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Asia Markets
China Stock Surge Stokes Fears
From the Wall Street Journal of Wed, 03 Dec 2014 13:55:53 EST
High rise buildings tower above downtown Shanghai. The city’s main stock benchmark is up 31.4% this year, even as China’s economy falters.
High rise buildings tower above downtown Shanghai. The city’s main stock benchmark is up 31.4% this year, even as China’s economy falters. Agence France-Presse/Getty Images

SHANGHAI—Trading volume in China’s stock markets surged to a record Wednesday, but the recent rally has also revived memories of the kind of frenzy seen before the market cratered in 2008.

The Shanghai Composite Index has climbed 3.6% this week and 31.4% so far this year, with a large chunk of the gains coming in the past month. A 0.6% rise in the market on Wednesday was the ninth gain in 10 sessions.

The benchmark index is on track for its best performance since 2009, topping gains in most other global markets. Shenzhen’s benchmark has advanced even further, adding 37.4% so far this year.

“The current rally is mostly speculative in nature and is driven by liquidity. The risk is that it rises fast but falls fast too,” said Yang Delong, a fund manager at China Southern Fund Co. which manages $32 billion in assets.

One of the biggest worries is a record number of Chinese investors who are borrowing money to finance highly leveraged bets in the stock markets. If stocks were to fall, those investors could be left with hefty losses and any race to the exit could accelerate the market’s decline.

Retail investors, who account for around 80% of China’s stock-trading volume, have shown a renewed interest in the market. Newly opened stock-trading accounts in China hit 370,071 last week, the highest level since the week ended April 1, 2011, when 419,947 accounts were opened, according to data provider WIND Info.

Combined trading volume on the Shanghai and Shenzhen markets swelled to an all-time high of 897.7 billion yuan ($146.0 billion) Wednesday, from 663.1 billion yuan on Tuesday.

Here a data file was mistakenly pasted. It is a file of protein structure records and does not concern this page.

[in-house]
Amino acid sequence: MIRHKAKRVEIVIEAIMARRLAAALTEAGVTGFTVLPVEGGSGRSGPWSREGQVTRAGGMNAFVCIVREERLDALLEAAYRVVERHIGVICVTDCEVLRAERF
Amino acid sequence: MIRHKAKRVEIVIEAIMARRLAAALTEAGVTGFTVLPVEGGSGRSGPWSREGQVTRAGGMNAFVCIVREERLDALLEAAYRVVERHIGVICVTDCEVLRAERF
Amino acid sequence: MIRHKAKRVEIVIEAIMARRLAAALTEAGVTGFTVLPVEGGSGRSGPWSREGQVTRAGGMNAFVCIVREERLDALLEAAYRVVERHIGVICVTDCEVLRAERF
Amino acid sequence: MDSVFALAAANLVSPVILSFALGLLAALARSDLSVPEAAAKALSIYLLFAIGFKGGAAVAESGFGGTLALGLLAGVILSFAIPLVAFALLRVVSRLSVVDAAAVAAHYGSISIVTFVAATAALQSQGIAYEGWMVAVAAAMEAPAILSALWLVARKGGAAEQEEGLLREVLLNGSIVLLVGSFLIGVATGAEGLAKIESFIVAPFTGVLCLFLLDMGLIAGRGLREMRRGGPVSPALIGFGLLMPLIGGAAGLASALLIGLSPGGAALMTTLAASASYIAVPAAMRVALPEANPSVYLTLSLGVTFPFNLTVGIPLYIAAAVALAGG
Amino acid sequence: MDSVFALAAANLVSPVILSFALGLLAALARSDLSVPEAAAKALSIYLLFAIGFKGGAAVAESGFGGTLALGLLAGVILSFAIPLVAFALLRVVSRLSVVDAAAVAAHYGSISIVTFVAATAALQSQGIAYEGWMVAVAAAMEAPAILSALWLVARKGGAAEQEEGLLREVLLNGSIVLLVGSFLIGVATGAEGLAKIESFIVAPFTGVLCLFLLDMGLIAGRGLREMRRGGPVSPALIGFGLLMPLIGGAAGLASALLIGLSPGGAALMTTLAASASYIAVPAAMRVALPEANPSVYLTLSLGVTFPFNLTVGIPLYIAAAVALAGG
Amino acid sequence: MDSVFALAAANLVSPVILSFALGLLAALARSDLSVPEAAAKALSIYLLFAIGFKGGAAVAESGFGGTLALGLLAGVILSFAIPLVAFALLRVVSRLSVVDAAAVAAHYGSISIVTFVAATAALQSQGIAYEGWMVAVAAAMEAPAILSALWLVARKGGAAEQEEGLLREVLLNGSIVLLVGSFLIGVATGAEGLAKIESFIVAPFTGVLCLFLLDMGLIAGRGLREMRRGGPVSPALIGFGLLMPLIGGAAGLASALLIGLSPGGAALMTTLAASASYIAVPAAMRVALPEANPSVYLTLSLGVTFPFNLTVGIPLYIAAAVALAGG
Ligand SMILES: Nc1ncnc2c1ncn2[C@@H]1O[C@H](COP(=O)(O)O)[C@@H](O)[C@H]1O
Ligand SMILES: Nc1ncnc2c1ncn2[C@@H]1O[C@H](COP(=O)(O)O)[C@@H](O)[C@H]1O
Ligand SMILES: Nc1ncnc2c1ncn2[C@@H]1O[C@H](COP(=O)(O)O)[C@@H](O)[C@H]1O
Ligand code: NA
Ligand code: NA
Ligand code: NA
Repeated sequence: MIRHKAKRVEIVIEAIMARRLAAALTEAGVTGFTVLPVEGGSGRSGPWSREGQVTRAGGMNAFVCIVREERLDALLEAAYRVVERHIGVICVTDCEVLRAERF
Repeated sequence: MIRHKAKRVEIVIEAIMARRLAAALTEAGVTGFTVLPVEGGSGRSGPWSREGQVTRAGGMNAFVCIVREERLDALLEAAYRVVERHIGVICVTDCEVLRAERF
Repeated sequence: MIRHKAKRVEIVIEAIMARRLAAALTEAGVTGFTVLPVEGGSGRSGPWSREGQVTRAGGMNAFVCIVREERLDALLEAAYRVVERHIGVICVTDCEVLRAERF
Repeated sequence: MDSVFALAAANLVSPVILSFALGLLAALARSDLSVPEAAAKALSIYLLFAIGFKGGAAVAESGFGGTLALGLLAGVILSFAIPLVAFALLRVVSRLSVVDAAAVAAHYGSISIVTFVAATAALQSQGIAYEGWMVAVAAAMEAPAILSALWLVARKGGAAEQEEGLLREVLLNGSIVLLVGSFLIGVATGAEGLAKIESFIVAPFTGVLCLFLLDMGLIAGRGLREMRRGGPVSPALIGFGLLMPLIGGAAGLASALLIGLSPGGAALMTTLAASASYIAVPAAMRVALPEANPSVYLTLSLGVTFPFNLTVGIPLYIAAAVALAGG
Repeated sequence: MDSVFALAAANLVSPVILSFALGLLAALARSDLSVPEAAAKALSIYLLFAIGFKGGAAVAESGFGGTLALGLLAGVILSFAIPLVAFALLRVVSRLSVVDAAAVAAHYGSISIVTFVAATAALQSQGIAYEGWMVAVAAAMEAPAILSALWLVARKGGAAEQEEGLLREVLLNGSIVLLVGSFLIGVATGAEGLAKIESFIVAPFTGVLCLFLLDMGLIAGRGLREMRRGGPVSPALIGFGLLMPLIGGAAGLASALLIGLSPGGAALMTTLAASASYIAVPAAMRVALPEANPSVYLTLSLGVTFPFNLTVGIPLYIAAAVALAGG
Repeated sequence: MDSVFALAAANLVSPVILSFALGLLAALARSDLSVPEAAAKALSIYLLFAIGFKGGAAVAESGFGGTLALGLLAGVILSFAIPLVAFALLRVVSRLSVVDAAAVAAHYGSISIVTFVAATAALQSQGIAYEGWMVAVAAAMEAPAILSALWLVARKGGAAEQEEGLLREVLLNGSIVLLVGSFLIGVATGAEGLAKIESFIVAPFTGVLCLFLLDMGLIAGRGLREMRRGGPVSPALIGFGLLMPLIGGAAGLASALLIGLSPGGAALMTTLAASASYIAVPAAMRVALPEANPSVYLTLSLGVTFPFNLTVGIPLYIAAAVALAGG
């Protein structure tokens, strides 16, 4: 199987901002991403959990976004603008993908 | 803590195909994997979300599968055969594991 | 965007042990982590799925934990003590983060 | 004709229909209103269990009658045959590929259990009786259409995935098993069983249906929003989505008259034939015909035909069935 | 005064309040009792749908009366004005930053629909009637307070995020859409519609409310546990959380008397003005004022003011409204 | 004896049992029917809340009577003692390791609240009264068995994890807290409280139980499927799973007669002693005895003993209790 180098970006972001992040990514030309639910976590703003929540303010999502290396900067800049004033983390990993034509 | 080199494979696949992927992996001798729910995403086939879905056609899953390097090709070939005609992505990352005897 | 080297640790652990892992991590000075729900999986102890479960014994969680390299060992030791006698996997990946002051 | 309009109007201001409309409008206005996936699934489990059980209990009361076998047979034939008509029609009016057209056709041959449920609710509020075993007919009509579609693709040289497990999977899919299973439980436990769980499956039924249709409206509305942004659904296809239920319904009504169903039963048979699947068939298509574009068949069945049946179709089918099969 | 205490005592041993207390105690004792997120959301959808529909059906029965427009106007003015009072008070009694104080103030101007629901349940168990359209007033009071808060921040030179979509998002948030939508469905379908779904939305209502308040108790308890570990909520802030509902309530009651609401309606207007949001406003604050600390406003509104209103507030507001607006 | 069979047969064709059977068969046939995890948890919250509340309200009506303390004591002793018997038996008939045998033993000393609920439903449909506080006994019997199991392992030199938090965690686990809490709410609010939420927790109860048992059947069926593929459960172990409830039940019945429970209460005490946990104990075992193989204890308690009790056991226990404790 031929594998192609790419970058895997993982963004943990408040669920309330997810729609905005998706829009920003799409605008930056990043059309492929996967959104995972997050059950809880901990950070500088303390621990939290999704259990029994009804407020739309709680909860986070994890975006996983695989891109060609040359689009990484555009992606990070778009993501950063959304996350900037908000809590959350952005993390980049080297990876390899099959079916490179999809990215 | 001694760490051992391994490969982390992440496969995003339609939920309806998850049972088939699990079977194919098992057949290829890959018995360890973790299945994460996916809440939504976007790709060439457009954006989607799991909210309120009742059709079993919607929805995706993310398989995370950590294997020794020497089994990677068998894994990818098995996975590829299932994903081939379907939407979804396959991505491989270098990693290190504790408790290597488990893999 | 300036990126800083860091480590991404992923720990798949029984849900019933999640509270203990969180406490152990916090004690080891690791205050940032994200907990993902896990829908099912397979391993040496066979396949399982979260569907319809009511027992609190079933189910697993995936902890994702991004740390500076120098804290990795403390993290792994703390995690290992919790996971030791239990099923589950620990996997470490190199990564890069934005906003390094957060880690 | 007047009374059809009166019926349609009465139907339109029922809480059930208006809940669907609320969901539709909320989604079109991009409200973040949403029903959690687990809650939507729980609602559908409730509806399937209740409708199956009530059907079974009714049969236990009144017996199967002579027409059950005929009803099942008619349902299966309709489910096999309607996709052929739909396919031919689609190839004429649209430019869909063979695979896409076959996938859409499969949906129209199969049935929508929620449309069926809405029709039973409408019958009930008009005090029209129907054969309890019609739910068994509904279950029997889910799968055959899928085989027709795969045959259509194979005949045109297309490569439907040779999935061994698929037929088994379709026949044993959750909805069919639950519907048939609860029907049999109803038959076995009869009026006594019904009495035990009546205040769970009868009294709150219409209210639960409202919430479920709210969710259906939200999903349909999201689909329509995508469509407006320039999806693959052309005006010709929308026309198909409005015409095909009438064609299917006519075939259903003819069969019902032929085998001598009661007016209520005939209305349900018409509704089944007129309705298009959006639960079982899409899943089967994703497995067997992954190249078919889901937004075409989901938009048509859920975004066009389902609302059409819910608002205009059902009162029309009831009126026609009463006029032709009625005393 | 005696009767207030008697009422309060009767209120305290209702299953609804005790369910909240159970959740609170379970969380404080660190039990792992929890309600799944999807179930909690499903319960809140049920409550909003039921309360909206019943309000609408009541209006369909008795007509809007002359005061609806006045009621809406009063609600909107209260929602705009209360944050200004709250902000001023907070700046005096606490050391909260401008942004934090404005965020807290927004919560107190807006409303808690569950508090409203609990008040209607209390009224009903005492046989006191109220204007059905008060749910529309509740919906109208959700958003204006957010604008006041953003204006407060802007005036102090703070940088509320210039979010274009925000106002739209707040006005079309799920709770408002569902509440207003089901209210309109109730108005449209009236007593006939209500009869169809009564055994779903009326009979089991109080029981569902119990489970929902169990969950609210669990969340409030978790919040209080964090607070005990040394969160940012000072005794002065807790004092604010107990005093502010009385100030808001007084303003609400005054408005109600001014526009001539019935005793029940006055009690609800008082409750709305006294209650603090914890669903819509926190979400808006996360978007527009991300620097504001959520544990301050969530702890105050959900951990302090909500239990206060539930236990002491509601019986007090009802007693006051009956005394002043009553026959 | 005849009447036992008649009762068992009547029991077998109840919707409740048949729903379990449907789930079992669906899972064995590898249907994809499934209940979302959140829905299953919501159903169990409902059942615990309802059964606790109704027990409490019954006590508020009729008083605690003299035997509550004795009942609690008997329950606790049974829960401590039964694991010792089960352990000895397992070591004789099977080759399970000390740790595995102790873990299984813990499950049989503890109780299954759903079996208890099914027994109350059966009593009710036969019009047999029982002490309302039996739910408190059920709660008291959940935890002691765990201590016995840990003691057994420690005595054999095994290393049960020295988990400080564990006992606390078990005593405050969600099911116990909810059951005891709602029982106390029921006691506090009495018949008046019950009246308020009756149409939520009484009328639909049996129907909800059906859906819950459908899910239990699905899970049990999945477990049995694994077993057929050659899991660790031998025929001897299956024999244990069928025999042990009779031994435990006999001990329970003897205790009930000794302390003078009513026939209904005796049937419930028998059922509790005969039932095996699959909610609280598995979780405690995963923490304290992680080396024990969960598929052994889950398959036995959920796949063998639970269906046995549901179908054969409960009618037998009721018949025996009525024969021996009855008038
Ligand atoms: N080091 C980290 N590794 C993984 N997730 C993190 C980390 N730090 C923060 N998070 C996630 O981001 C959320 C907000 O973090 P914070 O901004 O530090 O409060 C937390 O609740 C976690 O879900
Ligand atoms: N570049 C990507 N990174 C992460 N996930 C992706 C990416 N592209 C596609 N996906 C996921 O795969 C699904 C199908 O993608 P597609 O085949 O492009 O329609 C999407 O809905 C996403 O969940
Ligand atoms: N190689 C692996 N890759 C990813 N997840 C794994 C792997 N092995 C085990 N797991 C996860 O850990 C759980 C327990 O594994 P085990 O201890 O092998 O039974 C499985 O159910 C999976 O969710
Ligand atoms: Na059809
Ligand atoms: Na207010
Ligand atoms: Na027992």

The five-month-long rally has benefited from a confluence of factors, ranging from a surprise interest-rate cut to the launch of a trading link with Hong Kong’s stock exchange that grants foreigners unprecedented access to Shanghai shares.

But to many analysts, the speed of the Chinese market’s recent gains is incompatible with the country’s slowing economic growth. “This rally lacks a solid foundation of economic fundamentals,” said Mr. Yang, adding that the surge in the volume of margin trading in recent weeks points to near-term risks.

The outstanding amount of money investors borrowed for margin trading reached a record 840.24 billion yuan as of Tuesday, up from 697.59 billion yuan as of Oct. 31 and 344.58 billion yuan at the beginning of this year.

“The market is really looking feverish right now and it is faced with a big risk of correction in the near term,” said Hou Yingmin, a Shanghai-based analyst at AJ Securities.

The memory of the Chinese market’s last tremendous boom-bust cycle is still fresh. The Shanghai index hit its record high of 6124.04 on Oct. 16, 2007, followed by a steep drop to 1664.93 on Oct. 28, 2008. Wednesday, the index closed at 2779.53.

But not everyone is concerned.

“When the market is hot, people flock into it. The mood is really strong and you don’t want to be late,” said a 65-year-old retiree surnamed Wang, who was trading at an outlet of Everbright Securities in Shanghai.

“I know China’s economic growth is still sluggish but our stock market has never had anything to do with the economy to begin with,” he said.

—Amy Li contributed to this article.

Write to Shen Hong at hong.shen@wsj.com



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